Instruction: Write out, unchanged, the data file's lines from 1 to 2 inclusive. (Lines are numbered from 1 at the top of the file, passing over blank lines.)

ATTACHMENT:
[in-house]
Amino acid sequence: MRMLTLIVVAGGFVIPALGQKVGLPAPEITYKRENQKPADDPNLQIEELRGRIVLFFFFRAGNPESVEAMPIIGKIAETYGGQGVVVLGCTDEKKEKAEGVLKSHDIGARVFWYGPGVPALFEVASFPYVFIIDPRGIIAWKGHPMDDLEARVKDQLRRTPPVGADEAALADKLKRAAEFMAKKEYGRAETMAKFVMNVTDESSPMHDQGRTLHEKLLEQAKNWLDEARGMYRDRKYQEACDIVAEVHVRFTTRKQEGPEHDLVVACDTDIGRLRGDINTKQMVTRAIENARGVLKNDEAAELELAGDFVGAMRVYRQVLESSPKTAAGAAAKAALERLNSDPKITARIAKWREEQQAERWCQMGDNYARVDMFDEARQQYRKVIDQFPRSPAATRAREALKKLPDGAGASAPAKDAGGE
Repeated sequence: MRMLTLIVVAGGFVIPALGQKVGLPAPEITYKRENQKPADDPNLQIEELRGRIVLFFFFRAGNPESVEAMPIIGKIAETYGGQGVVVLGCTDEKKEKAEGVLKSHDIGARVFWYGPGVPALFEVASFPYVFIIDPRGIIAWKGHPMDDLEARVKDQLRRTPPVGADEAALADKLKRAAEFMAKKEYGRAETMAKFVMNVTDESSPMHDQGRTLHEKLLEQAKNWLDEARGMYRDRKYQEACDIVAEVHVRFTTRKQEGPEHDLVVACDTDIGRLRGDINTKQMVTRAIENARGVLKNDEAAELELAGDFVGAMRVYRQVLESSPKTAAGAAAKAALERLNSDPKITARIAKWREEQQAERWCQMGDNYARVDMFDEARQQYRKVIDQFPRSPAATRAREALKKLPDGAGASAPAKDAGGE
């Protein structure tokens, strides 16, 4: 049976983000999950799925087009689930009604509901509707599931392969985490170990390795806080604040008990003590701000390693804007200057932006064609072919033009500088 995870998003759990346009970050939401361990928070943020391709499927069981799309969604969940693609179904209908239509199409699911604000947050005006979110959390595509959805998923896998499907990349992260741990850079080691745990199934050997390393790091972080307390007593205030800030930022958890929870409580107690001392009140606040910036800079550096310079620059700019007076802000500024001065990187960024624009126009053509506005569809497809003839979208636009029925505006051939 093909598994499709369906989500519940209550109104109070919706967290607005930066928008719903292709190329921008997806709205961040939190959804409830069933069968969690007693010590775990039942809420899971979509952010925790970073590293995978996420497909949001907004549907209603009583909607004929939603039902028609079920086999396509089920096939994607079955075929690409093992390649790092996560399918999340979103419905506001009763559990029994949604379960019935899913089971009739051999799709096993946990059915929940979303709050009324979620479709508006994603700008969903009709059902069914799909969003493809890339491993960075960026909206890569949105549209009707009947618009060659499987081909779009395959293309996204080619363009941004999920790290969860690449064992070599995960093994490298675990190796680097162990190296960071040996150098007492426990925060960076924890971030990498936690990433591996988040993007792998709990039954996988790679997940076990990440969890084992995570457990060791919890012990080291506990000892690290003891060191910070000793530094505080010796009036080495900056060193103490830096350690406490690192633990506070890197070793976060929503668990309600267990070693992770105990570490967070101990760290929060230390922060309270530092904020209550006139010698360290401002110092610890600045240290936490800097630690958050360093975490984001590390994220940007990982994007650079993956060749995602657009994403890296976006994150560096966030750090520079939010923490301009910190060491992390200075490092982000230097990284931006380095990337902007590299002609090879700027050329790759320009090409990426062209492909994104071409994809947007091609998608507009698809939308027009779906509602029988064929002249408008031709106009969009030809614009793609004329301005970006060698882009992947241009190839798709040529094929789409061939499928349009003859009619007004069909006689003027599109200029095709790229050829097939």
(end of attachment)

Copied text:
[in-house]
Amino acid sequence: MRMLTLIVVAGGFVIPALGQKVGLPAPEITYKRENQKPADDPNLQIEELRGRIVLFFFFRAGNPESVEAMPIIGKIAETYGGQGVVVLGCTDEKKEKAEGVLKSHDIGARVFWYGPGVPALFEVASFPYVFIIDPRGIIAWKGHPMDDLEARVKDQLRRTPPVGADEAALADKLKRAAEFMAKKEYGRAETMAKFVMNVTDESSPMHDQGRTLHEKLLEQAKNWLDEARGMYRDRKYQEACDIVAEVHVRFTTRKQEGPEHDLVVACDTDIGRLRGDINTKQMVTRAIENARGVLKNDEAAELELAGDFVGAMRVYRQVLESSPKTAAGAAAKAALERLNSDPKITARIAKWREEQQAERWCQMGDNYARVDMFDEARQQYRKVIDQFPRSPAATRAREALKKLPDGAGASAPAKDAGGE